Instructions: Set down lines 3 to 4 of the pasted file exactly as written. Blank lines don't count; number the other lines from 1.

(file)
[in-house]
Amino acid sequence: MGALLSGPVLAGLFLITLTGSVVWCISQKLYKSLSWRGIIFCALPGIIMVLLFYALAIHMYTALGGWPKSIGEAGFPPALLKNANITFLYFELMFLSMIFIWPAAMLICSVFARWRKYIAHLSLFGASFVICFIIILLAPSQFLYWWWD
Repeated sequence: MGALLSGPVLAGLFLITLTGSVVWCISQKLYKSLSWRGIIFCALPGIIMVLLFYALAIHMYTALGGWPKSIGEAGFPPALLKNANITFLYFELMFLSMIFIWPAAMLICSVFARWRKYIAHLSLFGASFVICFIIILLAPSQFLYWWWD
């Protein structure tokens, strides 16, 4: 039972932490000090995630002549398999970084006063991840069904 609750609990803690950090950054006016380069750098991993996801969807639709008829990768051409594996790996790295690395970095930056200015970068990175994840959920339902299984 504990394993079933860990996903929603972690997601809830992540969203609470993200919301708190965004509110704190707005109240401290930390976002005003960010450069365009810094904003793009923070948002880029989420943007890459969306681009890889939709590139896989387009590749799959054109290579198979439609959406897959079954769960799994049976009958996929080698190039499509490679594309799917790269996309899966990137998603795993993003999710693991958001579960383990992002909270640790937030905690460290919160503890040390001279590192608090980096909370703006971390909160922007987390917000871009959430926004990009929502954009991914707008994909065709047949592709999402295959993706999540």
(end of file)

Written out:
Repeated sequence: MGALLSGPVLAGLFLITLTGSVVWCISQKLYKSLSWRGIIFCALPGIIMVLLFYALAIHMYTALGGWPKSIGEAGFPPALLKNANITFLYFELMFLSMIFIWPAAMLICSVFARWRKYIAHLSLFGASFVICFIIILLAPSQFLYWWWD
């Protein structure tokens, strides 16, 4: 039972932490000090995630002549398999970084006063991840069904 609750609990803690950090950054006016380069750098991993996801969807639709008829990768051409594996790996790295690395970095930056200015970068990175994840959920339902299984 504990394993079933860990996903929603972690997601809830992540969203609470993200919301708190965004509110704190707005109240401290930390976002005003960010450069365009810094904003793009923070948002880029989420943007890459969306681009890889939709590139896989387009590749799959054109290579198979439609959406897959079954769960799994049976009958996929080698190039499509490679594309799917790269996309899966990137998603795993993003999710693991958001579960383990992002909270640790937030905690460290919160503890040390001279590192608090980096909370703006971390909160922007987390917000871009959430926004990009929502954009991914707008994909065709047949592709999402295959993706999540």